What is called arugula in North American is known elsewhere as roquette, rucoli, and colewort. Eruca sativa is a short leafy green that grows about 12–24 inches tall and is packed with a powerful punch of spicy flavor. The leaves are recognizable in salad mixes by its deep and pinnately lobed leaves. Arugula flowers resemble its fellow kin in the brassica family: bunches of small creamy white-yellow flowers. Fruits of these flowers contain seeds which can be saved for future planting.
Astro is one of the most commonly grown types of arugula both commercially and in gardens because it can tolerate higher levels of heat than other varieties without bolting and grows back quickly after being harvested. Leaves can grow up to 10″ in height and have a mild, spicy flavor that’s great raw in salads or cooked in stir-fries. Although plants reach full maturity after 40 days, arugula can be harvested as baby greens as early as 21 days after planting.
Seed Depth: 1/8–1/4″
Space Between Plants: 1–6″
Space Between Rows: 6–12″
Germination Soil Temperature: 40–75°F, with an ideal range of 40–55°F.
Days for Germination: 5–7
Sow Indoors: 4–6 weeks before last frost.
Sow Outdoors: 1–2 weeks before last frost or as soon as soil can be worked. Continue to sow seeds every two to three weeks after your first planting to enjoy fresh arugula all season long.
Vegetative: Not recommended.
This leafy green is a cold weather crop that will bolt if exposed to extreme heat, so be sure to provide some shade cover if planting in temperatures that consistently surpass 75–80°F. In most climate zones, arugula performs best when planted in the early spring or late summer just before temperatures begin to drop.
Natural:Full sun. Partial shade in hot weather.
ARTIFICIAL: Will grow best when exposed to light for at least 12–14 hours per day. Standard fluorescent or T5 bulbs will provide adequate light to help your plants thrive. Be sure to keep bulbs at least 6″ from the tops of plants to prevent burning and/or bolting.
Soil: A nutrient-laden soil rich in humus with a pH of between 6.0 and 6.8 is ideal. Arugula is not persnickety and will tolerate a variety of soil conditions; however, make sure to provide good drainage.
SOILLESS: Will germinate well in soilless media. We recommend a mix that contains perlite and/or vermiculite for improved drainage.
Hydroponics: Thrives in hydroponics systems such as NFT. Hydroponic growing will accelerate arugula growth with a harvest ready in just 3 months.
Aeroponics: Thrives in aeroponics systems. Aeroponic growth of arugula may increase yield (and flavor) even more than hydroponics.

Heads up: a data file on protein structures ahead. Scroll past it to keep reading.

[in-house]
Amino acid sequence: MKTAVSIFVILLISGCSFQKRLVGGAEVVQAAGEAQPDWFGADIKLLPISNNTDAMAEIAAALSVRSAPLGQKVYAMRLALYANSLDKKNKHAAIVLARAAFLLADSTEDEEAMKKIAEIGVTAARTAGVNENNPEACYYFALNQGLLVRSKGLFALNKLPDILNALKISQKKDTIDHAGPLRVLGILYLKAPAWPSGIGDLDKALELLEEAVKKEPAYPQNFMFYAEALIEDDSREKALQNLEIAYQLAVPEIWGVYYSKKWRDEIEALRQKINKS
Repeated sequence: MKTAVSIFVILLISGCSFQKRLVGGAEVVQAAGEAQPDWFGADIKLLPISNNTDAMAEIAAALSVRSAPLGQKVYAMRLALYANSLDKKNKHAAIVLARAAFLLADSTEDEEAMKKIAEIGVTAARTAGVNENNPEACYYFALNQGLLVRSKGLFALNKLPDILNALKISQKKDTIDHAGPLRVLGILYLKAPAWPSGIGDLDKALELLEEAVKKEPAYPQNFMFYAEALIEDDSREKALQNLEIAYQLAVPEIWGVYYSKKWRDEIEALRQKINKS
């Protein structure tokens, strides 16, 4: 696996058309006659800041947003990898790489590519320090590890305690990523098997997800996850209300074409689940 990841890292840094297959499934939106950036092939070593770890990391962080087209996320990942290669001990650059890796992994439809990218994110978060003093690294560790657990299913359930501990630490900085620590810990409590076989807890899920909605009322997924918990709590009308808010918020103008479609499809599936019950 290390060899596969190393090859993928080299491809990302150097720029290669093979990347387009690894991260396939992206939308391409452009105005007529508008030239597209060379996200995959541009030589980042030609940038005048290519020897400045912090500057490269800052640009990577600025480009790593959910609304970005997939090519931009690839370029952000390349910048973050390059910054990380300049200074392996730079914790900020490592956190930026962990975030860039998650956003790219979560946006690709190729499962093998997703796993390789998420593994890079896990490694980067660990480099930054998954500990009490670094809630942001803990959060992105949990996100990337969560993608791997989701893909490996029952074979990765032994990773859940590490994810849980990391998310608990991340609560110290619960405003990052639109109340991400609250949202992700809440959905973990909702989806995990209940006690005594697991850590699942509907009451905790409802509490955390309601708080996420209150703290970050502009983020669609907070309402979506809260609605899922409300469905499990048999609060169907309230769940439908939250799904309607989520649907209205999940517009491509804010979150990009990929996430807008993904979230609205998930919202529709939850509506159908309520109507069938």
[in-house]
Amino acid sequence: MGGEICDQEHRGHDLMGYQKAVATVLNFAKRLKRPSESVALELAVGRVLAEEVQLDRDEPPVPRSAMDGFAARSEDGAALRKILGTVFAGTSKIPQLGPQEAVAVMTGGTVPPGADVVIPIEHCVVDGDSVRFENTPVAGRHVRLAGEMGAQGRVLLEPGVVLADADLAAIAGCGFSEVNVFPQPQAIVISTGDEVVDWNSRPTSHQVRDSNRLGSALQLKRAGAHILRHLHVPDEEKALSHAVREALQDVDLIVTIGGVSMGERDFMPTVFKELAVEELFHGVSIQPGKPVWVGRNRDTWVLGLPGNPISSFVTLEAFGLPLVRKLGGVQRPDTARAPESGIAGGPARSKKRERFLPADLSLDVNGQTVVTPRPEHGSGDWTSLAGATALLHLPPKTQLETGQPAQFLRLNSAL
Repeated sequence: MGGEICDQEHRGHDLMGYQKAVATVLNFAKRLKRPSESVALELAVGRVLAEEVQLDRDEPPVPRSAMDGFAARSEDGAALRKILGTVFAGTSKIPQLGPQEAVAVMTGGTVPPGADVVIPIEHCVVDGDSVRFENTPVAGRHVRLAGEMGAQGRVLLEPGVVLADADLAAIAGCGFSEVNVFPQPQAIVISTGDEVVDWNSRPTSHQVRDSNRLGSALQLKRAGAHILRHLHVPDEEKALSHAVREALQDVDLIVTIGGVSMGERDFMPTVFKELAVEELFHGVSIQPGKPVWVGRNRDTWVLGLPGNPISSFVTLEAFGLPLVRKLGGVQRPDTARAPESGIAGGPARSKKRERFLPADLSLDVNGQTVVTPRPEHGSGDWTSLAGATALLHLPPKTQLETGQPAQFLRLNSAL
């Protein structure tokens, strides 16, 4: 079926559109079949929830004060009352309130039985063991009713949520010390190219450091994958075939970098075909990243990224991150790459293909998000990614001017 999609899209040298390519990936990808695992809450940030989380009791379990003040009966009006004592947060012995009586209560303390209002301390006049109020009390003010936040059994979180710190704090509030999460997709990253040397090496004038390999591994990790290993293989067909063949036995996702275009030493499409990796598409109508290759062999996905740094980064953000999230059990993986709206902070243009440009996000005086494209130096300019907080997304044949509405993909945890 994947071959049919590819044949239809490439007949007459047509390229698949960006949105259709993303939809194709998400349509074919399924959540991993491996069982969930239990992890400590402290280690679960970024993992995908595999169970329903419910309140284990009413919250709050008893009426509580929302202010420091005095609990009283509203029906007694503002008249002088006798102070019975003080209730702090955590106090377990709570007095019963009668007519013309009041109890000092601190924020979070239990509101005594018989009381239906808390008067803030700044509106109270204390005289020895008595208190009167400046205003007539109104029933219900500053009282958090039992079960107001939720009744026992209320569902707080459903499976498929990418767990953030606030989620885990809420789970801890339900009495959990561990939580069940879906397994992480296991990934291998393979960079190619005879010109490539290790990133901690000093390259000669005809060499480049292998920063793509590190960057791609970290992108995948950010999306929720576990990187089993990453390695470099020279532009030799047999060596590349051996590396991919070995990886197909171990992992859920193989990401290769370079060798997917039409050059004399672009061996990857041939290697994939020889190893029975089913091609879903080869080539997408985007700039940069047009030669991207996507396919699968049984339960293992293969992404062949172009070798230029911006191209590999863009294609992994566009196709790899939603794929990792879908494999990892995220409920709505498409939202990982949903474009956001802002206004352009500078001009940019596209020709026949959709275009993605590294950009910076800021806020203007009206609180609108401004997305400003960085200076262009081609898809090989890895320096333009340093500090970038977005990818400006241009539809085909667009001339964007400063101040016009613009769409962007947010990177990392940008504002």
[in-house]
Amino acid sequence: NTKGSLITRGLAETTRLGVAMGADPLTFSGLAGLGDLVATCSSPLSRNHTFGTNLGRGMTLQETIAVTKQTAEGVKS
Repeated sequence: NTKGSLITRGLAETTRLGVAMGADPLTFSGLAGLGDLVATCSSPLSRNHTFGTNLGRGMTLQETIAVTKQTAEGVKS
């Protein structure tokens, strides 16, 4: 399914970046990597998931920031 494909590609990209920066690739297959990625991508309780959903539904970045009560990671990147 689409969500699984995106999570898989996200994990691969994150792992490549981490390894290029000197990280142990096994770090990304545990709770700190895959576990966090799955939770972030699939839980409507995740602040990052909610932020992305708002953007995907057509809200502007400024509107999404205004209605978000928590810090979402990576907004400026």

WATER: Requires moderate levels of water. Keeping soil moist but not soggy will help keep your plants from bolting. Avoid wetting the leaves to reduce opportunistic conditions for fungal disease.
NUTRIENTS: Amend the soil with compost high in organic matter before planting seeds.
FOLIAR: Spray leaves with a compost tea or fish emulsion to help promote growth. Stop spraying about a week before harvesting.
PRUNING: Occasionally picking younger leaves off your plants will allow them to develop larger leaves with a stronger flavor while making room for new growth.
MULCHING: A light mulch of straw or even newspaper can reduce weed growth, which is necessary to avoid competitors trying to steal your arugula’s spotlight!
ROTATION: Avoid rotating with members of the brassica family.
Companions: Grows well with bush beans, carrots, mint, nasturtium, potato, onion thyme, rosemary, beets, and cucumber to name a few. Avoid planting with strawberries and other members of the brassica family.
HARVEST: Pick or trim leaves when they are 2-6″ tall, keeping in mind that older leaves will have a stronger flavor than younger ones. Flowering will cause leaves to turn bitter, so harvesting is preferentially done before signs of blooming.
Storage: Store fresh leaves in the refrigerator for up to 5 days, but they are highly perishable and best used immediately after harvest. Once frozen, leaves will keep for 6 months.
Fun Fact: The ancient Romans used arugula as an aphrodisiac, and recent studies suggest that they may have actually been on to something! Some studies have shown that components in arugula can increase testosterone levels and block libido-damaging environmental toxins.
Preserve: Leaves can be steamed or blanched and frozen for later use, but they will lose some of their flavor.
Prepare: Usually eaten fresh with other salad greens or added whole and cooked or sautéed lightly. Arugula makes a great topping for pastas and pizzas.
Nutritional: As a leafy green, arugula is a low-cal vegetable that presents itself as a good source of folic acid and vitamin(s) A, B, C, and K. The leaves are also high in concentrations of iron.
MEDICINAL: Valuable phyto-chemicals, which some studies claim have anti-cancer and counter carcinogenic effects, are prevalent in arugula leaves. Arugula has also been linked to lowering blood pressure, reducing the risk of osteoporosis, and improving overall heart health.
This Beet Carpaccio with Arugula, Radishes, and Grapefruit Salad certainly isn’t your standard side dish! Between the spice of arugula and radishes and the tangy, citrus flavor of the grapefruit, we’re sure this salad will make you say “wow”!